By Teresa Hartford

Tights, by design, should fit tight. They’re one of the most popular items in a woman’s wardrobe next to a pair of jeans, for working out, going to the store, and can be dressed up for going out on the town.

How tight should they fit? Rule of thumb, look at your belly just above the waist. If your skin is wrinkled, size up, there should be no excess fabric around the crotch and, if so, downsize. Chafing is not a friend. And then there’s the squat test. You shouldn’t be able to see your underwear; they shouldn’t slip down, be loose at the knees, baggy or saggy around your bottom.

What are the fabric properties that allow tights to stay up and offer that comfortable, skin-like fit? 

The intro of synthetic yarns in the 20s revolutionized the industry, making hose sheerer than cotton and cheaper than silk both for men and women. In 1938 Dupont introduced the first nylon stockings, and by 1949, they were the rage. Tights came into their own in the 60s to wear under mini-skirts. And in 1968, Pretty Polly developed one-piece tights as a fashion statement.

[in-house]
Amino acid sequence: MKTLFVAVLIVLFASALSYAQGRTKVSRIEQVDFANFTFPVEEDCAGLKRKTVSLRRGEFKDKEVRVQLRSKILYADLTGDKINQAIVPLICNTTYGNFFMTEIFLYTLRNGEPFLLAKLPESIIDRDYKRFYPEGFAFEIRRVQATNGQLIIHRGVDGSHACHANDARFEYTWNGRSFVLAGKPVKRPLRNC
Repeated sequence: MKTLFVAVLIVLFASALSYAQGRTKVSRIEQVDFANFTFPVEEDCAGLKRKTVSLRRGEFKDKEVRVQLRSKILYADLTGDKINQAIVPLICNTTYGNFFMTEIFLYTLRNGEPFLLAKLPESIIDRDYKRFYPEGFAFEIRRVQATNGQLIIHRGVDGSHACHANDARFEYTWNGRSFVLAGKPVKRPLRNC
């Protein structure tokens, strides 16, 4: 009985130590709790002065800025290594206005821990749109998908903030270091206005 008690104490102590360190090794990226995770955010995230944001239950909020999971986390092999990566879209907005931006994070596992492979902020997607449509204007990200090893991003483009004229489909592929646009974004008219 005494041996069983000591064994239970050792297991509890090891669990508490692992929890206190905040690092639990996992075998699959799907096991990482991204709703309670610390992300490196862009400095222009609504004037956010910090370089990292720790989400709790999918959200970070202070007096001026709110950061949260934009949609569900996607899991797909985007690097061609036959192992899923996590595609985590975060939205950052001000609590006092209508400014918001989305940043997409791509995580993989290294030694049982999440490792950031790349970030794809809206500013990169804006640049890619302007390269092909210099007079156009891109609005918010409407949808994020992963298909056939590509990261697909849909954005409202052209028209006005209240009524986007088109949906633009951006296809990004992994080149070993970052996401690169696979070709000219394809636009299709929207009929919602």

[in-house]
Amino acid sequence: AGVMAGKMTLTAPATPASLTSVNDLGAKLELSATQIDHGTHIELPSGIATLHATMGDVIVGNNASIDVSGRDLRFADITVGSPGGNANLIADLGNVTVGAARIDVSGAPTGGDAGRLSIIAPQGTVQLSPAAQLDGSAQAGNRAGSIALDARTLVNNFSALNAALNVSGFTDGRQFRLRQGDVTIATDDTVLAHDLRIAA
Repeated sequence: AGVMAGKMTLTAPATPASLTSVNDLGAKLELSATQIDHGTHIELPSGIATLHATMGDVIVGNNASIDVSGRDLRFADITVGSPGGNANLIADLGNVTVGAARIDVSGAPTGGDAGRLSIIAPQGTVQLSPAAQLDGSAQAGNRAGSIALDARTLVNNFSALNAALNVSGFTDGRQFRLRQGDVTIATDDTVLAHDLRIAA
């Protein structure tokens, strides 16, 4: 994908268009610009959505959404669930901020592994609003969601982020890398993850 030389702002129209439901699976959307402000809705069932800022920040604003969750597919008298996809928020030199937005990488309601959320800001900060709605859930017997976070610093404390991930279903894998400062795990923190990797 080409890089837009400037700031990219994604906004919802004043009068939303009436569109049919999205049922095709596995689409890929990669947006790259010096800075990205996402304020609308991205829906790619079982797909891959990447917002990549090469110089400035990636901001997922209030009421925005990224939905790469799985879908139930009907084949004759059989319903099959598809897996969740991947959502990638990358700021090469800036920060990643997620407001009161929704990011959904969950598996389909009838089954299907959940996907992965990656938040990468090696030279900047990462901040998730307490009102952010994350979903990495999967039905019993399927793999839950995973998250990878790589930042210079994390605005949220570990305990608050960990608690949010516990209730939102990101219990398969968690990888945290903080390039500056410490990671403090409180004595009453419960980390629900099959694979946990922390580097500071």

The fabrics most manufacturers use today to produce tights are not eco-friendly materials—polyester, spandex, nylon, polyurethane—cycling shorts fall into the category, too.


“The main environmental impact of tights is due to the energy needed to create workable yarn. Nylon requires a great deal of heat to create fibers and to form them into strands used to spin yarns.” —Jessica Kosak, The Sustainability Consortium

The secondary impact tights have on the environment, when made of synthetic fabrics, are the microplastics that get released in the water when they go through a wash cycle. And recycling tights is not always the answer when they’re worn out and can no longer be worn because the material does not break down in a landfill. The polymers are the same materials found in plastic bottles and bags. 

Daniel Clayton, Founder, Legwear Company, suggests that tights, and hosiery in general, are the single-use plastic of the textile industry and estimates that there are over 103,000 tons of hosiery waste created every year around the world or the equivalent of 8,000 double-decker buses.

The manufacturing of tights and hosiery have a significant environmental impact when nylon is present. When were talking about sustainability, the best practice is to look at the content label before you buy. Invest in pieces with Made with Wool or Organic Cotton or Recycled Nylon. Buy high-quality with a longer lifespan that’s gentle on the environment.

Photos Women’s Nike Pro Tights